Vol. 18, No. 01 – January 6, 2019
The Gospel of Luke
Gabriel, in grace, continues to provide Mary information about her pregnancy to further bolster and strengthen her faith. Interestingly, even though Mary did not ask for a miraculous sign or confirmation as Zachariah did in doubt and unfaithfulness, the angel provided her with something to build her confidence and sustain her hope and faith through the difficult days to come.
Gabriel tells Mary that her “relative,” SUNGENES, that means, “blood relative or related,” (we do not know if she was an aunt, cousin, or even a sister in-law), was also pregnant, “conceived,” SULLAMBANO.
This too, was part of the grace plan of God for Mary’s benefit. What had happened to Elizabeth was an extra assurance to Mary that all the words spoken to her would be fulfilled in their time. In God’s grace, He provided this information to Mary so that she could gain faithful assurance in His Plan.
In addition, Mary was given a task to perform that would leave her open to false charges and accusations, as Mary would become pregnant prior to completing the marriage contract with Joseph. It would have potentially brought great ridicule, or even death, upon her from the society. As such, it was grace on God’s part that she was informed of the one person who would understand what God was doing. In addition, it gave Mary a chance to escape to her relative’s home that was near Jerusalem and avoid any unwarranted shame, cf. vs. 39-45, 56.
Our Father in heaven knows what we can take and what we cannot take; He is never slow in giving full assurance, even when we might be “slow of heart to believe,” Luke 24:25.
Then, in vs. 37, Gabriel assured Mary even further by stating, “For nothing will be impossible with God,” PARA THEOS OUK PAN RHEMA ADUNATEO. Literally it states, “for God not any thing will be impossible.” It was a common religious saying among the Jews and early Christians, Gen 18:14; Job 42:2; Jer 32:17, 27; Mat 19:26; Rom 4:21.
Gen 18:14, “Is anything too difficult for the LORD? At the appointed time I will return to you, at this time next year, and Sarah will have a son.”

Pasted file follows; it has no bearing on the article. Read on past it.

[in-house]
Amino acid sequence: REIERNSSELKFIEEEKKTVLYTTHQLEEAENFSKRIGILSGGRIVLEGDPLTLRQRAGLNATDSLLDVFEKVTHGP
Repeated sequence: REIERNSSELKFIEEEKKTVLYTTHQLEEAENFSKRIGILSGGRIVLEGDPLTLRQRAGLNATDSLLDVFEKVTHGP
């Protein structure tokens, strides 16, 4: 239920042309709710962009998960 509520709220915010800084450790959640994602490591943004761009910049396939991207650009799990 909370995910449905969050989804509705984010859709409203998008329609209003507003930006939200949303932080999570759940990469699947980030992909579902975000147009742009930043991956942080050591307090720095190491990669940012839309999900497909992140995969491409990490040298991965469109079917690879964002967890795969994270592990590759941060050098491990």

Job 42:2, “I know that You can do all things, and that no purpose of Yours can be thwarted.”
Jer 32:27, “Behold, I am the LORD, the God of all flesh; is anything too difficult for Me?”
The Noun RHEMA means, “a thing spoken, word, saying, thing, matter, or event.” Here it has the dual connotation of, “What God says He will do,” and “Nothing is impossible for God to do.”
The Verb ADUNATEO, ἀδυνατέω, “to be impossible,” is in the Future, Active, Indicative. Its root is DUNAMIS for “inherent power or ability.” With the negative prefix it means, “without power, without ability, or impossible.” When referring to persons ADUNATEO is used to speak of a “lack of strength or being unable to do something.” Linked with the Greek negative Particle OUK it means, “not without power, not without ability, or not impossible.” ADUNATEO is only used here and Mat 17:20. In Mat 17:20, it is used for those who have faith the size of a mustard seed.
Mat 17:20, “And He said to them, ‘Because of the littleness of your faith; for truly I say to you, if you have faith the size of a mustard seed, you will say to this mountain, ‘Move from here to there,’ and it will move; and nothing will be impossible to you’.”
In other words, God is omnipotent and able to do all things, including cause two women to become miraculously pregnant in highly unique ways. The 1901 American Standard Version reads: “For no word of God shall be void of power.”
Therefore, this is a statement of faith that we should live by every day. Many times we limit God as to what He can and cannot do; we put Him in a box. But, our God is the all-powerful, all-mighty, omniscient God, where nothing is impossible for Him to perform in time or space. We have to remember that and call upon Him with that assurance in our times of need, as Gabriel is reminding Mary of this same grace principle for her to apply in faith.
This phrase also means that every single word or item noted by Gabriel will be fulfilled, not merely the general content of the promise. The purpose is to build Mary’s faith in God’s ability to do what is humanly impossible, not only for now, but throughout the rest of her life, as she will face many daunting challenges throughout her life.
“The moment you admit the existence of God, you must deny the impossible. With God it’s nothing that a barren woman and a virgin woman would both conceive. In fact, that’s just like God!” (Christ-Centered Exposition.)